BY MARTIN MUTUA
Motorists be warned: You might soon have your licence suspended for three years or cool your heels in jail for the rest of your life.
The Trafﬁ c (Amendment) Bill 2012 raised penalties for breaking trafﬁc rules and causing accidents in an effort to restore sanity on KenyaÂfs roads, do away with the police Trafﬁc Department, and stem the bloodletting on the highways.
The proposed law sends a warning to those found driving under the inﬂ uence of alcohol and Members of the public help a motorcyclist who was knocked down by a vehicle along Ngong Road. [PHOTO: MBUGUA KIBERA/STANDARD]
Members of the public help a motorcyclist who was knocked down by a vehicle along Ngong Road. [PHOTO: MBUGUA KIBERA/STANDARD]
therefore incapable of controlling their vehicles, that they risk being jailed for upto 10 years or ﬁned Sh1 million or both. Traffic police officers would be done away with and instead enforcing traffic rules would become the responsibility of the entire force. The Bill proposes that drivers who violate speed limits be jailed for three months or fined Sh20,000 or both.
Those fond of overlapping by driving through the pavements, and petrol stations to avoid traffic jams are in for a shock, as they could be fined Sh30,000 or be jailed for three months or both. It also seeks to have matatu drivers and touts permanently employed, and to hold certificates of good conduct.
If passed by Parliament, the Bill, which has already been published, would put Kenya alongside the United Arab Emirates (UAE) as one of the counries with the harshest traffic laws in the world.
In the UAE Gulf state of Dubai, where cameras are installed on most roads, highway codes are strictly observed. Drivers who cause accidents pay heavy fines and jail terms, while foreigners are deported.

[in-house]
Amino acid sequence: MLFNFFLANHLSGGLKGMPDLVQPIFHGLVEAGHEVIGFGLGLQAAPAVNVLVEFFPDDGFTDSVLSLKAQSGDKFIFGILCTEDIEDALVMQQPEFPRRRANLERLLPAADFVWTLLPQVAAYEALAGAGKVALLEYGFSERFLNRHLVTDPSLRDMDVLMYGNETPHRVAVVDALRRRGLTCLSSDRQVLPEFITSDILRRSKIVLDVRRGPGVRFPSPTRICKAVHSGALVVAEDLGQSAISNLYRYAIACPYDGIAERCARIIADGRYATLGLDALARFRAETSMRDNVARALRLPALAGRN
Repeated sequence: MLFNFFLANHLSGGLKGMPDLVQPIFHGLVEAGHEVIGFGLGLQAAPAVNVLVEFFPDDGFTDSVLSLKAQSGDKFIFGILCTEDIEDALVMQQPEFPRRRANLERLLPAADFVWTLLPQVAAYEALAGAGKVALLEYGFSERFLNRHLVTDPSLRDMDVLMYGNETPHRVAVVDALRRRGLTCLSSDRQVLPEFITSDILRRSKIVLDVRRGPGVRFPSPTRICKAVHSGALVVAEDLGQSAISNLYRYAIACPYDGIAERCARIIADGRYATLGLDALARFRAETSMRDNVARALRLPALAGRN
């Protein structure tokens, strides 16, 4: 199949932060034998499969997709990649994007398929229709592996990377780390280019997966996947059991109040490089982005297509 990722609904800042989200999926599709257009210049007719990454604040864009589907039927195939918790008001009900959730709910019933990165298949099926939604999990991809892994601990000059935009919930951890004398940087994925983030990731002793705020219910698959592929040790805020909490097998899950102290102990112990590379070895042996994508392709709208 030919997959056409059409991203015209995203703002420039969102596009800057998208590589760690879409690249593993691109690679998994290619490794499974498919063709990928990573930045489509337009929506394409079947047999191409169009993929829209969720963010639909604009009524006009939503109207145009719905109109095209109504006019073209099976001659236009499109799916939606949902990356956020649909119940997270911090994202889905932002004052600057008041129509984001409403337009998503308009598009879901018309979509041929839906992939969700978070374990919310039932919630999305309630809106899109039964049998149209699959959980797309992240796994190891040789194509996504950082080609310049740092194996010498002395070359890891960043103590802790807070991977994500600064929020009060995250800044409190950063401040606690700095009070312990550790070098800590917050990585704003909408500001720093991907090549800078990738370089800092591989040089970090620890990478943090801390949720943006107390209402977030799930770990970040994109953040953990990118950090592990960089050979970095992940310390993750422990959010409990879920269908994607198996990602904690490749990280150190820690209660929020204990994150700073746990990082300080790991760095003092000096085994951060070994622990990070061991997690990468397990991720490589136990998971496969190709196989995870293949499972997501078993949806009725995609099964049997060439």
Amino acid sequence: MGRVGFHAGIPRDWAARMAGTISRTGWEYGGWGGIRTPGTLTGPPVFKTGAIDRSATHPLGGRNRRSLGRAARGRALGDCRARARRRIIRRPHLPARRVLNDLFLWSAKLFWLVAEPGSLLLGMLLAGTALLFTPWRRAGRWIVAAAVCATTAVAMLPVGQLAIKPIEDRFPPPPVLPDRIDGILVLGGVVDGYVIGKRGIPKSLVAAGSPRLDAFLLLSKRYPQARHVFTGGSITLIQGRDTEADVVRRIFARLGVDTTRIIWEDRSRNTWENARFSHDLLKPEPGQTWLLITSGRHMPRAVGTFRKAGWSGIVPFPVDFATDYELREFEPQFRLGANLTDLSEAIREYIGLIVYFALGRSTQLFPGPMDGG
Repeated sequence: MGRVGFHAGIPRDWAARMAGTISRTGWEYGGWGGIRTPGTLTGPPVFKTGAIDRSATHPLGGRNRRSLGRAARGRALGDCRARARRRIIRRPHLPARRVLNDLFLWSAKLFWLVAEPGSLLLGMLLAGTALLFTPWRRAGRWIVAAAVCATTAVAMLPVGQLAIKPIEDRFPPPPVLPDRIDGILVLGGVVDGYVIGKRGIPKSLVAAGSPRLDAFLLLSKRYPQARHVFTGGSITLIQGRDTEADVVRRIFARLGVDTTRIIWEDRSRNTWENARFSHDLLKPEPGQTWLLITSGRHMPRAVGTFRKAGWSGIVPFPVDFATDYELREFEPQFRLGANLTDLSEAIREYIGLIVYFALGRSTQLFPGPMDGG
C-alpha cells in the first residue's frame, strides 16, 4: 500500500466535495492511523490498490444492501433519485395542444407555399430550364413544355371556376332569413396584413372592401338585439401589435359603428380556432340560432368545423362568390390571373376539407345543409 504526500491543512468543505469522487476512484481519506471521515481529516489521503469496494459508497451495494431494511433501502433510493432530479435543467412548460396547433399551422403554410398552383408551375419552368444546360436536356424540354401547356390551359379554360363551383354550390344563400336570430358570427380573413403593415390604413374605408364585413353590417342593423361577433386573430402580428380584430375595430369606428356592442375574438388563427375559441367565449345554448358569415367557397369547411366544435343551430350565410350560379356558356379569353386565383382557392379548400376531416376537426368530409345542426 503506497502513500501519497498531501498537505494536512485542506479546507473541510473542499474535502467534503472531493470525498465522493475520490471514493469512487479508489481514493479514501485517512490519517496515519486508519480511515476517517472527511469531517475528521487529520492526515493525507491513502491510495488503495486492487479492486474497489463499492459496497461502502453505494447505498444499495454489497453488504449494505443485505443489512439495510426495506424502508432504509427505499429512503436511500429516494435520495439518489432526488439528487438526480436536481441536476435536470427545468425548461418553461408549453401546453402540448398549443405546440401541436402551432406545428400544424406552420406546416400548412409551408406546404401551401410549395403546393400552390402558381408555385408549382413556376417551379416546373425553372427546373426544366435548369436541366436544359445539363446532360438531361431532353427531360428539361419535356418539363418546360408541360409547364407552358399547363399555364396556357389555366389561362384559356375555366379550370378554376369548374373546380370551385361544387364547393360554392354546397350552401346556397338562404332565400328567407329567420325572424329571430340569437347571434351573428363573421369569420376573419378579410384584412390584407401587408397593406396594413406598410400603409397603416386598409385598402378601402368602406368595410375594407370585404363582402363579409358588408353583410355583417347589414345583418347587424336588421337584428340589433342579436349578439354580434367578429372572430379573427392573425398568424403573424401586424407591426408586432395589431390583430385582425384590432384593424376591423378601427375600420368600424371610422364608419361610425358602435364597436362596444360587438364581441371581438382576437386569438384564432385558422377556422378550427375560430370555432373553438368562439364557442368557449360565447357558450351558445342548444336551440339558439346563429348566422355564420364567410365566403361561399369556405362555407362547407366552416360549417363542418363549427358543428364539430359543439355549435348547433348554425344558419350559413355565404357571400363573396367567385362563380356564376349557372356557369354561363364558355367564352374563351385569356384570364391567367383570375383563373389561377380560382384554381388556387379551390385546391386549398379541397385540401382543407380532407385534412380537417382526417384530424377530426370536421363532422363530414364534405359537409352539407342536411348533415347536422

The proposed Bill sponsored by Gem MP and Government Chief Whip Jakoyo Midiwo further proposes that the new laws be implemented together with the famous ÂeMichuki RulesÂf for public service vehicles that briefly reduced carnage on roads.
This means every driver and conductor of a public service vehicle shall be required by law to wear a special badge and uniform prescribed by the Registrar of Motor Vehicles. In the case of a driver, it shall be navy blue, while conductors will wear maroon. The special badges will be supplied by the Registrar of Motor Vehicles at a fee.
Matatu drivers will also be required to undergo a compulsory testing after every two years to ascertain their competence. Those who do not meet the requirements could find themselves behind bars for a year or fined Sh10,000 or both.
To stop the sale of stolen vehicles, owners will now have to hand over the number plates of their cars to the Kenya Revenue Authority before completing the sale. Number plates for vehicles whose insurance lapses for over 30 days will also have to be given over to KRA, which the Bill now vests with ownership of the same.
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